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Ever fancied trying fencing? London’s main spot for the sport is on our doorstep – novice Kate O’Donnell takes the lunge.

Would it be trivial of me to admit that film and fashion were foremost in my mind? I pictured Madonna and Rosamund Pike from the Bond film Die Another Day and the fencing-inspired catwalk fashions from Dior’s latest catwalk show.

And would it be even more trivial of me to admit that the first thing I noticed when I turned up at my first fencing lesson was that my fellow fencers had, to a man and woman, the neatest, pertest bottoms? You know how when you do any fitness class, or go to the gym, there are usually a few bods who are not in great shape? Well, in the humble surroundings of a municipal fitness studio, I found myself surrounded by gods.

I had signed up for a taster session with the London Fencing Club, which holds year-round group fencing lessons for all levels, plus intensive workshops and one-on-one private sessions, at two locations: the Finsbury Leisure Centre in Norman Street and the Central Foundation Boys’ School in nearby Cowper Street. I had assumed that fencing can make you fit. What I hadn’t expected was that it can also give you an incredible body.

My instructor, a lean Romanian called Alex, given to guttural yells and dressed from head to toe in black, ninja-style, was chief god. He gave me a sabre, a leather glove for my “fighting hand” and showed me how to shimmy forwards (with feet always at 90 degrees to each other), retreat (the same thing backwards), and lunge (not so far over your front knee that you can’t get up quickly). On the other side of the studio, a 22-person intermediate class was in full warm- up mode, comprising running round the studio, high stepping, jumping up and crouching down, lunging, and then doing it again backwards.

Alex, meanwhile, had moved on to show me how to deploy the sabre using a squash-like flick of the wrist, rather than a tennis-like bludgeon with your whole arm. I practised on an unsuspecting exercise ball. Next, he invited me to hit him on his chest and his flanks with the cutting edge of the blade (needless to say, it was blunt): each stroke bounced off his skin as though he were rock hard yet also made of rubber.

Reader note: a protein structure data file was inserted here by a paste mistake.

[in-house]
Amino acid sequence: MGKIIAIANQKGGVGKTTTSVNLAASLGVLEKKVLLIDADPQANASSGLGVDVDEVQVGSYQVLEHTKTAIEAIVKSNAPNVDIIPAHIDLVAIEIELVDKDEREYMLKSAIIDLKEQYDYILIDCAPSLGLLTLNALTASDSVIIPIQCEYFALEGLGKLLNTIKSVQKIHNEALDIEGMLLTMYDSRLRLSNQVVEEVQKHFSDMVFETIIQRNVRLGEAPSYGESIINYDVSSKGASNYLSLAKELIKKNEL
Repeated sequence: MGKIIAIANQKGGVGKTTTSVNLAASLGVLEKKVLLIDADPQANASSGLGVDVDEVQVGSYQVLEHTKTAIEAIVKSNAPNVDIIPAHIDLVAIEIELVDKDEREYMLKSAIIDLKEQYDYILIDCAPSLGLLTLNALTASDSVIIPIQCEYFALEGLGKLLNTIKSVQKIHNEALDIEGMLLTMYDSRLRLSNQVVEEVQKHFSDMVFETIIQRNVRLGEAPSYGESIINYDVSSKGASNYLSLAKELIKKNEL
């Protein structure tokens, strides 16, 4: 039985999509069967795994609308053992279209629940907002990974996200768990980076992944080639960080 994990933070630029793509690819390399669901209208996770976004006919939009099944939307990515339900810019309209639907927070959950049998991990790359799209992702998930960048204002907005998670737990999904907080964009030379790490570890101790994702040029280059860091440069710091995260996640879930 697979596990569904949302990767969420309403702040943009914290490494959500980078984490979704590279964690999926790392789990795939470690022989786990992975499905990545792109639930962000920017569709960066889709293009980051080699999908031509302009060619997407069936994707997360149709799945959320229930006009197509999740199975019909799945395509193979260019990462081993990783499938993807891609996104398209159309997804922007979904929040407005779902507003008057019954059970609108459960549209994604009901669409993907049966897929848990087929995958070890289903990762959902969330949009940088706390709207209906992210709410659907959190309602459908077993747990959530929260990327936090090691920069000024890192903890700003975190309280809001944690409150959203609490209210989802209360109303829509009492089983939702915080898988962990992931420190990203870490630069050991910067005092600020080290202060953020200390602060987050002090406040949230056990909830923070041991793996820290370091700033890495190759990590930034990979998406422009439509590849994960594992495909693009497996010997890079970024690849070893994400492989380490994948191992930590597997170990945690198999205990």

The thwacking sound of steel on flesh was, I thought, alarming, but Alex laughed off the welts that were rising on his skin. Forwards and back we went, me landing a few blows and thinking that fencing is like dancing ballet while playing chess. From the group session next door I could hear the beep, beep, beep of the steel boxes that record each hit and cries of “Next!” as fights came to an end and partners changed. It was clear from the pink faces and broad smiles that, as a way to work off office stress, fencing is brilliant.

Once upon a time, sword fighting was an essential life skill. Early weapons were of the bludgeon variety: pikes, poleaxes and assorted long sticks. Later, soldiers could swing (incredibly heavy) broadswords. The appearance in the 16th century of the lighter, nimbler and far more dangerous rapier required fencing masters to teach their charges how to use this deadly new weapon.

Formalised rituals, rules and increasingly refined weapons – the three used are foil, épée, sabre – enabled every dashing young blade to practise
his swordsmanship in relative safety. These days, our biggest danger is probably crossing Old Street roundabout, so who needs fencing? Well, swordplay is called play for a reason. It’s fun. En garde! Etes-vous prêts? Allez!

Six-week beginners’ courses start at £150 (07951 414409)
Click here for more information: www.londonfencingclub.co.uk

 

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